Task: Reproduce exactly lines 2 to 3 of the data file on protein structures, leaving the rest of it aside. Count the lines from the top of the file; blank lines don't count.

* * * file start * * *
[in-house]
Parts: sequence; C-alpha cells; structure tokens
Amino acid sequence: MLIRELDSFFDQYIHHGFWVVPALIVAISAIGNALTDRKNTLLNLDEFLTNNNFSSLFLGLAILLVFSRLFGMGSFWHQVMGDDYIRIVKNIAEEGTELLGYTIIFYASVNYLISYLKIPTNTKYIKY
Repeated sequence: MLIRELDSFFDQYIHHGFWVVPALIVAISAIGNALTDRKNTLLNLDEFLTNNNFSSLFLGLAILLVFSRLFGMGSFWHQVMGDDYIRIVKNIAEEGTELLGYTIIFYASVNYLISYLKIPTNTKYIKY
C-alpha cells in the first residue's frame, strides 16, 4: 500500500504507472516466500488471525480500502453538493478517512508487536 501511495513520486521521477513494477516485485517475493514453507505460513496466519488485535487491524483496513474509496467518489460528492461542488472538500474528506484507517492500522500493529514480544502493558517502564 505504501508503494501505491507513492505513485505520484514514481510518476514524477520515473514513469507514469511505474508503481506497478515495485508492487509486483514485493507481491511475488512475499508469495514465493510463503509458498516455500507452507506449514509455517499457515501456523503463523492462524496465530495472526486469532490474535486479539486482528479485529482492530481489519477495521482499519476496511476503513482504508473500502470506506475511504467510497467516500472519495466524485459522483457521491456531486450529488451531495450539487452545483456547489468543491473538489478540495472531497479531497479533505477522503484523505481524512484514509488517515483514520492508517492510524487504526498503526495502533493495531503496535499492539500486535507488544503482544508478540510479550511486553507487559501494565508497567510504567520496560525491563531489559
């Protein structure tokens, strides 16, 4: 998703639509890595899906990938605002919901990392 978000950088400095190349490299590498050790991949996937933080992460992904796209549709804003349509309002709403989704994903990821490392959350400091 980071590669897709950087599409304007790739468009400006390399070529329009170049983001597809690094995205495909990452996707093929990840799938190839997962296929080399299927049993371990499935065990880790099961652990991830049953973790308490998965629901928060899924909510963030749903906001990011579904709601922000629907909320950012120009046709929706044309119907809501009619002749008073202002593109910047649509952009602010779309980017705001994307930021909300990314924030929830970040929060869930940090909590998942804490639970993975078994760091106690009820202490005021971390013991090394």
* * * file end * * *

Parts: sequence; C-alpha cells; structure tokens
Amino acid sequence: MLIRELDSFFDQYIHHGFWVVPALIVAISAIGNALTDRKNTLLNLDEFLTNNNFSSLFLGLAILLVFSRLFGMGSFWHQVMGDDYIRIVKNIAEEGTELLGYTIIFYASVNYLISYLKIPTNTKYIKY